Prince George’s County 911 call takers and dispatchers will report to work in a new, $35.6 million public safety communications center Tuesday in a transition officials hope won’t be noticed by county residents.

County homeland security officials offered a tour of the new center, based in Bowie, to reporters Monday, touting its readiness.

Charlynn Flaherty, the county’s public safety communications director, said dispatchers and managers had prepared “ad nauseam” for the changeover, which is set to occur in the morning.

“I can’t imagine not being more ready,” Flaherty said.

Flaherty said officials “ran out of room” at the old facility and decided it would be most cost-effective to buy and equip a new building.

The new, 40,000-square foot facility on Melford Boulevard is equipped with 63 stations for dispatchers and 911 call takers, compared to 36 in the current facility in Landover, Flaherty said.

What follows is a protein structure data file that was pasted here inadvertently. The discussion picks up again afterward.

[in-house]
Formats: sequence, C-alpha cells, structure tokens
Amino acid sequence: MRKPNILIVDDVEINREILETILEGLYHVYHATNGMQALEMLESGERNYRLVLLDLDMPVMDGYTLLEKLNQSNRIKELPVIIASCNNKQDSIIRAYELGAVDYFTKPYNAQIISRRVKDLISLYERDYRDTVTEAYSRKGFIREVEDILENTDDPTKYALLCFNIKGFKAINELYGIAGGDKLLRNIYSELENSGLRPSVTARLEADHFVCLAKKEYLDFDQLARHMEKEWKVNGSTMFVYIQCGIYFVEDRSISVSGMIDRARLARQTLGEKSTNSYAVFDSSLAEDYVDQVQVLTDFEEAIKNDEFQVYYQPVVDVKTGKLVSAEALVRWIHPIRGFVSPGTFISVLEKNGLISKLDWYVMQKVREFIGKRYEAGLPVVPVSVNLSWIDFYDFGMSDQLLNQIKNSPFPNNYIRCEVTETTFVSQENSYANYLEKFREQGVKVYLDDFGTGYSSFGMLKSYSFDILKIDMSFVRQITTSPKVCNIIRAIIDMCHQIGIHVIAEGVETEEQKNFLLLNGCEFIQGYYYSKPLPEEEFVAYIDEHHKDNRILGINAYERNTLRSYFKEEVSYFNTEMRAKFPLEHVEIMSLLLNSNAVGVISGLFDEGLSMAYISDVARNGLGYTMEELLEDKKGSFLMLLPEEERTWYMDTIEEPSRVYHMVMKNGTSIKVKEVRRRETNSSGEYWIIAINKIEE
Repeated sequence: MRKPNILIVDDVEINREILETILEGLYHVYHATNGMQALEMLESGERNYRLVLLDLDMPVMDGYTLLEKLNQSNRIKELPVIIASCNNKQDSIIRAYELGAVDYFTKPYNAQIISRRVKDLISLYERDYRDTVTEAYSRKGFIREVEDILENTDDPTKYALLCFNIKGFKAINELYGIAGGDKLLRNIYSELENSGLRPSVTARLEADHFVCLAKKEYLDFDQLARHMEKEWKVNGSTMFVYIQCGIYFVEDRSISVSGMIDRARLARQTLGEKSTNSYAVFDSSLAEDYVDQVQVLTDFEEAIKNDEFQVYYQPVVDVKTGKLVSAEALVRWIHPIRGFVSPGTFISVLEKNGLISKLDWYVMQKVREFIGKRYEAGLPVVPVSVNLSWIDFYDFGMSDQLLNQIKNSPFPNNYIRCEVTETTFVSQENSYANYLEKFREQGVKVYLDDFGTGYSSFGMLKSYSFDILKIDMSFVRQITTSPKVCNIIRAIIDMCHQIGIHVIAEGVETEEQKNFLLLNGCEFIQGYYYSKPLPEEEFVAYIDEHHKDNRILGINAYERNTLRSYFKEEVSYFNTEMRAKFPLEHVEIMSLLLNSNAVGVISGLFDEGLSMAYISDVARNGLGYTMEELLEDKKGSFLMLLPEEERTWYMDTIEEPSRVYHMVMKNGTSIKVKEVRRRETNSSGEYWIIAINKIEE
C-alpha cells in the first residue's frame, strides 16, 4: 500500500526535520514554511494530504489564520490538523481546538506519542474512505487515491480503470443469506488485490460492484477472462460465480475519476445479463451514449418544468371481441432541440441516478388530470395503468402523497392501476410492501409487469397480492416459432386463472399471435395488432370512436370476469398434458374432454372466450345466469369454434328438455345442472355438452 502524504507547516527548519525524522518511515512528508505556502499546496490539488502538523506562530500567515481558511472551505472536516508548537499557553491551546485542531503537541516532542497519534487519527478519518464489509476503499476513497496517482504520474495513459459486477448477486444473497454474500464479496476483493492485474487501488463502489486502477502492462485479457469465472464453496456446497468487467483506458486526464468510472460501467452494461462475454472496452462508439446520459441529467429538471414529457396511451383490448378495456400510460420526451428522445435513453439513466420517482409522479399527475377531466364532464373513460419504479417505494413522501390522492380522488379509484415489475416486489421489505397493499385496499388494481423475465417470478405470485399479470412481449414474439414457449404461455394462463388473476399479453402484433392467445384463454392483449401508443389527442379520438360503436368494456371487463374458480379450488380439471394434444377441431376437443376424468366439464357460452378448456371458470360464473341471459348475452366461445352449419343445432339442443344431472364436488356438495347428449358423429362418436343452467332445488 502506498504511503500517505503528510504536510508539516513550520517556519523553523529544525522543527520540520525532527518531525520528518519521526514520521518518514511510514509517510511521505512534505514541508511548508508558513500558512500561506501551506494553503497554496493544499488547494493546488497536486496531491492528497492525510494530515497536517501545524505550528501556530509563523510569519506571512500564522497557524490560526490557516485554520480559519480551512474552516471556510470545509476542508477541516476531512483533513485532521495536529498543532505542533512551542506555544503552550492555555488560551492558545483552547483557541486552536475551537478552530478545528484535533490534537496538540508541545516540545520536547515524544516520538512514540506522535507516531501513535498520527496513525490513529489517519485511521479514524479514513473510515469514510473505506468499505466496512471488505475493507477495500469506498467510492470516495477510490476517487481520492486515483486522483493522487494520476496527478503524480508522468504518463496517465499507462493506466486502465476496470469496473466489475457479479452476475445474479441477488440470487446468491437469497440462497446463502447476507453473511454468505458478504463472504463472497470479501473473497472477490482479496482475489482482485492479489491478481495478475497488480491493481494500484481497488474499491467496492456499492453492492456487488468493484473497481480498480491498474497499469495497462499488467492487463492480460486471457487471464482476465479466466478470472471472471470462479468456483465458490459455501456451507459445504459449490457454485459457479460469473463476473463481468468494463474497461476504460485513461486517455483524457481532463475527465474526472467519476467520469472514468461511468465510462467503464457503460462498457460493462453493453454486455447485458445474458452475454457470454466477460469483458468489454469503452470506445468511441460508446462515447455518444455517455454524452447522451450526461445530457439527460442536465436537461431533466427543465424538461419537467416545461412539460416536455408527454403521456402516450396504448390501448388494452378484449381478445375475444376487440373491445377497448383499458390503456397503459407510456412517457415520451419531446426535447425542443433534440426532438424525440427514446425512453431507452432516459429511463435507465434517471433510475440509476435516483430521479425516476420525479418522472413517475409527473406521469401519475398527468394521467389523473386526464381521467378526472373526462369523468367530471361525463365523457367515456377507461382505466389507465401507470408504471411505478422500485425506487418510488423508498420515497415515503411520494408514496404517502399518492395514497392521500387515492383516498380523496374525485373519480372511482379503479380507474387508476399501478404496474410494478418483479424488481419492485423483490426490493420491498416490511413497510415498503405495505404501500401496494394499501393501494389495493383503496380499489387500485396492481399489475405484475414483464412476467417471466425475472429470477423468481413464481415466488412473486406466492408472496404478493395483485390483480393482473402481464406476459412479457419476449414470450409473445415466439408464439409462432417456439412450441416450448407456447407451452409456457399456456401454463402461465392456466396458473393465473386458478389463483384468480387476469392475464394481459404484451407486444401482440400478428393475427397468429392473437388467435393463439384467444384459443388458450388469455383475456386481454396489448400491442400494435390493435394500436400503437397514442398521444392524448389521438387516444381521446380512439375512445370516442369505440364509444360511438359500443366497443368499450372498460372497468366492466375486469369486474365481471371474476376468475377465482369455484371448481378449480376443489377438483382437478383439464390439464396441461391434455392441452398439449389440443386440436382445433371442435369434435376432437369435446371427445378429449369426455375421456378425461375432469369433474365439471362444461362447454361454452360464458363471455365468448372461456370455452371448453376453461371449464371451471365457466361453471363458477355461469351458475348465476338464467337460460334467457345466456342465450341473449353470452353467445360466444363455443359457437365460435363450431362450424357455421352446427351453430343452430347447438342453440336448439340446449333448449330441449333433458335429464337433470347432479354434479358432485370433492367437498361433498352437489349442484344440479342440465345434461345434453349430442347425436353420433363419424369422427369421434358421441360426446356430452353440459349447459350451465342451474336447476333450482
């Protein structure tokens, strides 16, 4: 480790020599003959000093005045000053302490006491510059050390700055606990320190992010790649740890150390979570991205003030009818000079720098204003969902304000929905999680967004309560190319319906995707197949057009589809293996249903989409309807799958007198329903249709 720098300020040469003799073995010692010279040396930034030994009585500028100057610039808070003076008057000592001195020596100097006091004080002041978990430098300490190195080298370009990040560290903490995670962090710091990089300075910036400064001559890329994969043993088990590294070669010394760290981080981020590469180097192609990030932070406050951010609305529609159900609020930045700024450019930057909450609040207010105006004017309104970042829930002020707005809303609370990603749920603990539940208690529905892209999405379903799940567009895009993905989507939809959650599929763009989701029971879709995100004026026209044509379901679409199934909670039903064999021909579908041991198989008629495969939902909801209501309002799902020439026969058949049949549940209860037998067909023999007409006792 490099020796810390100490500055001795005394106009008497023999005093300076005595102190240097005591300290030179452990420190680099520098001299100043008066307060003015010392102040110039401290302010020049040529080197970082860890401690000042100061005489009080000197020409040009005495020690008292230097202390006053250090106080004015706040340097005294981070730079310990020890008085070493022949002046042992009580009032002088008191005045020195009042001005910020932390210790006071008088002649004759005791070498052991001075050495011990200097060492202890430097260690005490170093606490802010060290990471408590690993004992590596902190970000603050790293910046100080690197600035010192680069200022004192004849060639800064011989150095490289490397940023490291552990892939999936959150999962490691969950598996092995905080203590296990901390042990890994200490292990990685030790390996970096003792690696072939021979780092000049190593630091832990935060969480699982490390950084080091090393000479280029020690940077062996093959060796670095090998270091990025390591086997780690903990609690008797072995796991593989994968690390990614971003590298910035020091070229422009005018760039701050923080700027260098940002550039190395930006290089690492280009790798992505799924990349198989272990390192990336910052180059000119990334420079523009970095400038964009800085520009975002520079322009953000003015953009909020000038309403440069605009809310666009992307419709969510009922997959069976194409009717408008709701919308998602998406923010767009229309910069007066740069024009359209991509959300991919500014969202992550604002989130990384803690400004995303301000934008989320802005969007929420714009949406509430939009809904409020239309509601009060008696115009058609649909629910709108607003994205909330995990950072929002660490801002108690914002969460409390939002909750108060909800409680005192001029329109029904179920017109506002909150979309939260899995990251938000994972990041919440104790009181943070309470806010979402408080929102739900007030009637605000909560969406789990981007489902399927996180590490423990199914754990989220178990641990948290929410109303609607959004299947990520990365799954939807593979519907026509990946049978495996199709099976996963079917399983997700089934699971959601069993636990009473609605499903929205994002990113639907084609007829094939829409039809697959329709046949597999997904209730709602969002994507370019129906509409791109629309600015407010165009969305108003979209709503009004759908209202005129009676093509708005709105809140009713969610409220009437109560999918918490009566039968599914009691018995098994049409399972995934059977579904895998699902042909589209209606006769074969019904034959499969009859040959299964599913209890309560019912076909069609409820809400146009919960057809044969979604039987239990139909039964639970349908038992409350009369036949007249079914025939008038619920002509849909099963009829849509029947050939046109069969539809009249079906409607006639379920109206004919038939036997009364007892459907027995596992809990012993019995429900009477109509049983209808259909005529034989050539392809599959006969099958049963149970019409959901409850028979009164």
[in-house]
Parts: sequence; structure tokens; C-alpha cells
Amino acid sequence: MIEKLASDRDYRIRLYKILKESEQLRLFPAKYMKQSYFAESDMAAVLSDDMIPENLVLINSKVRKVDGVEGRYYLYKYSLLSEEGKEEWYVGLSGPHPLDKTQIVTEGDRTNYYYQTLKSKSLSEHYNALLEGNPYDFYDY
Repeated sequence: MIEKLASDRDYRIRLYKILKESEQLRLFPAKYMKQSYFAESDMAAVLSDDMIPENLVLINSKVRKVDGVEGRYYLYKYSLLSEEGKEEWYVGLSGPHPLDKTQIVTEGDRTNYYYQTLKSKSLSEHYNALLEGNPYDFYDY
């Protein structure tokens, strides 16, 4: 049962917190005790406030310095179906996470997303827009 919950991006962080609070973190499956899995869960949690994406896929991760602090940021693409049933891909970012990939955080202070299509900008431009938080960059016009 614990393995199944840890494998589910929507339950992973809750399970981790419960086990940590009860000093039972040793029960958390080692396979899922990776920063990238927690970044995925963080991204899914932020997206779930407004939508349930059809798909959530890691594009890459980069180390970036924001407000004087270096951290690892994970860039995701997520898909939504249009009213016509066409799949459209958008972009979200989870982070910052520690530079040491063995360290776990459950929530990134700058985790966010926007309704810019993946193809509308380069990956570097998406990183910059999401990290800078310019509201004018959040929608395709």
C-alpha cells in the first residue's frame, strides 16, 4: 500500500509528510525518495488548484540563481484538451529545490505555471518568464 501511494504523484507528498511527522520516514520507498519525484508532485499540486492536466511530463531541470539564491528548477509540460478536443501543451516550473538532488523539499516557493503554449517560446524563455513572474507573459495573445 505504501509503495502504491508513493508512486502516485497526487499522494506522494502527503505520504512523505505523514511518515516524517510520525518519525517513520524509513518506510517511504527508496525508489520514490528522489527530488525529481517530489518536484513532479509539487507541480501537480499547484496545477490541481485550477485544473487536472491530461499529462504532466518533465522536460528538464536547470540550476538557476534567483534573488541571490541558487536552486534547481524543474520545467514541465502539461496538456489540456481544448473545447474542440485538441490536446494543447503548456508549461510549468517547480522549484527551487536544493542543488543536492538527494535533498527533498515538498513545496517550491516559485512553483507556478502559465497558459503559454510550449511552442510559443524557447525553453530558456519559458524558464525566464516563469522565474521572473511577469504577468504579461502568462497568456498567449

It also has management offices, a spacious kitchen and a training room that mirrors the actual call center, officials said.

The $36.5 million figure — $5.6 million was funded by state and federal grants — includes all the costs associated with buying and equipping the new building, Flaherty said.

It is different from a $76 million overhaul to the county’s radio system, which is ongoing, officials said.

The Anchor Street facility will be used as a backup center once the Bowie facility goes live, Flaherty said.